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Open Access Research

Dietary intervention in the treatment of patients with cough and symptoms suggestive of airways reflux as determined by Hull airways Reflux Questionnaire

Joanna Elizabeth Smith1*, Jaymin Bhagwanji Morjaria2 and Alyn Hugh Morice2

Author Affiliations

1 Nutrition & Dietetics Department, Castle Hill Hospital, Hull & East Yorkshire NHS Trust, Castle Road, Cottingham, East Yorkshire HU16 5JQ, UK

2 Respiratory Medicine, University of Hull & East Yorkshire Hospitals NHS Trust, Kingston upon Hull, UK

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Cough 2013, 9:27  doi:10.1186/1745-9974-9-27

Published: 31 December 2013

Abstract

Background

Chronic cough is a common and distressing symptom. Gastro-oesophageal reflux is a common cause of chronic cough however the symptom complex in cough is not confined to classic peptic symptoms. Dyspeptic symptoms have previously been shown to respond to dietary modifications and weight loss. We hypothesised that weight reduction maybe a useful non-pharmacological strategy in reducing reflux cough in the obese.

Methods

Subjects with cough were recruited from Hull Cough Clinic. They were randomised to one of two open parallel groups; one receiving the traditional dietary modifications and the other weight reduction advice in the form of an Energy Prescription (EP). Cough symptoms, using the Leicester cough questionnaire (LCQ) and dietary intake were measured at the start and end of the study.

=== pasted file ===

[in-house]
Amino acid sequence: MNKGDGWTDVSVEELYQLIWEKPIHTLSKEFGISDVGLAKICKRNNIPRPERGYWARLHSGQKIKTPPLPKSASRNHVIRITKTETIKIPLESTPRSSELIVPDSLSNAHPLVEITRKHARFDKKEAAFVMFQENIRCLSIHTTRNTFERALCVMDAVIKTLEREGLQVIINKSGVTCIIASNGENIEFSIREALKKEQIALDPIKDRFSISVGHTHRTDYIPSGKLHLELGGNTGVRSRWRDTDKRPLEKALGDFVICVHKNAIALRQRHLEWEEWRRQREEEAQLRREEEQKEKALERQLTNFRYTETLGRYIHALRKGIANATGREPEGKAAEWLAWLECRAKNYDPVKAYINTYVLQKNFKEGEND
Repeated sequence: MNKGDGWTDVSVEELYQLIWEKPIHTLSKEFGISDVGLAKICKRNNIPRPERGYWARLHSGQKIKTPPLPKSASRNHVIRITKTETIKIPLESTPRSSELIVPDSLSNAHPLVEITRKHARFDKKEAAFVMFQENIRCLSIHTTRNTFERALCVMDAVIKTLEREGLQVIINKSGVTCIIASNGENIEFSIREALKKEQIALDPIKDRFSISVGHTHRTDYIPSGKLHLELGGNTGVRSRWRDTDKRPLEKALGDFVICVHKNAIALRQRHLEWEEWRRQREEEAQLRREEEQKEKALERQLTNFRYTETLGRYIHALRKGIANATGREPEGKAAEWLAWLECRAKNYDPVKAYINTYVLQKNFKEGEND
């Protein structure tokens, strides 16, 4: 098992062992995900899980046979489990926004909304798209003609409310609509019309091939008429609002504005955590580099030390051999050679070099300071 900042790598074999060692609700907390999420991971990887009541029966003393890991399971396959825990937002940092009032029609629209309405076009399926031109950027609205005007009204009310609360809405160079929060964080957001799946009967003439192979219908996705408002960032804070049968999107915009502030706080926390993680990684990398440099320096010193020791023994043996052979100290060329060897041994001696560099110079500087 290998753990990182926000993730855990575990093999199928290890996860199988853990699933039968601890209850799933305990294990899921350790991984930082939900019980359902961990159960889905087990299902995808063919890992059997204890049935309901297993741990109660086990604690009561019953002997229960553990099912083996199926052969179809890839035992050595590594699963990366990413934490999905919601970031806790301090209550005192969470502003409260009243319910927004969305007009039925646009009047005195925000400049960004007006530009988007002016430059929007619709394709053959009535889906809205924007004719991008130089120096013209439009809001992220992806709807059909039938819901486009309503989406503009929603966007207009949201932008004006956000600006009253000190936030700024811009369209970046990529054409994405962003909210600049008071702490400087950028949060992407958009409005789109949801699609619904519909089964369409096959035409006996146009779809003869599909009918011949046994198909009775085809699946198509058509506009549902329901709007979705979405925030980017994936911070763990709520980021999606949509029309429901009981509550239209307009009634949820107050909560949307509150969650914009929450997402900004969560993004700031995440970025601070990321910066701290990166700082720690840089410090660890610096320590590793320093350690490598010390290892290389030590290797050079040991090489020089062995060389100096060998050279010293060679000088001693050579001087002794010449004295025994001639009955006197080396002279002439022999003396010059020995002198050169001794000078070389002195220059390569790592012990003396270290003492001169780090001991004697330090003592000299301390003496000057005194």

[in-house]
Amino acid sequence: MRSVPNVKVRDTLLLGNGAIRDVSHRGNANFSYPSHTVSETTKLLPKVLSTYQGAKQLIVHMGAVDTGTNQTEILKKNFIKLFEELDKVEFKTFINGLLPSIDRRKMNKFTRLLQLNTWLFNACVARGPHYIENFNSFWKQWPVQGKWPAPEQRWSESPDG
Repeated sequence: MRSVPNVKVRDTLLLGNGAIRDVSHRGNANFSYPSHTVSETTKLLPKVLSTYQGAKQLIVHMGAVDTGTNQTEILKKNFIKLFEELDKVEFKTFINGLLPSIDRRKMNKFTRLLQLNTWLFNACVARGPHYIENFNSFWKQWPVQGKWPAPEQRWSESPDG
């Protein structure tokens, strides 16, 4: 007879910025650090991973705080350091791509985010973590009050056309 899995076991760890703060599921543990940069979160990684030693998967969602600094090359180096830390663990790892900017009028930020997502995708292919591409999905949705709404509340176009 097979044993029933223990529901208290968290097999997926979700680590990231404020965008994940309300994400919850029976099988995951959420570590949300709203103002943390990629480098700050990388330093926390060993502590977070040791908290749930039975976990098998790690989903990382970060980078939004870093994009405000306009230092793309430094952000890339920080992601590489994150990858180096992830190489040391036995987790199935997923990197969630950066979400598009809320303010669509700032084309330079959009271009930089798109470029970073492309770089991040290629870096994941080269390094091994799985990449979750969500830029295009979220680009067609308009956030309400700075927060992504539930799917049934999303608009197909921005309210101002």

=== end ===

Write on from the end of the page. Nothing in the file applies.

Results

Thirty-three patients were recruited and 20 patients completed the study. Mean weight loss was 3.1 kg (p < 0.001) and reported an improvement in the LCQ (mean improvement 3.1); which is greater than the clinically significant score of 1.3. . Moreover, secondary outcomes showed a significant association between baseline high calorie (r = -0.24; p < 0.001) and fat intake (r = -0.36; p = 0.001), and LCQ scores.

Conclusion

A high calorie and fat intake is strongly correlated with cough score. Irrespective of diet, weight loss is associated with a reduction in cough symptoms. Asking patients to lose weight by reducing fat and calorie intake may be a simple strategy to ameliorate this intractable condition.

Trial Registration

The study was approved by the local research ethics committee (South Humber Local Research Ethics Committee; REC04/Q1105/62). The study was registered with the Research and Development Department, Clinical Governance Directorate, Hull and East Yorkshire Hospitals NHS Trust (reference number R0086).

Keywords:
Cough; Diet; Reflux; Quality of life; Weight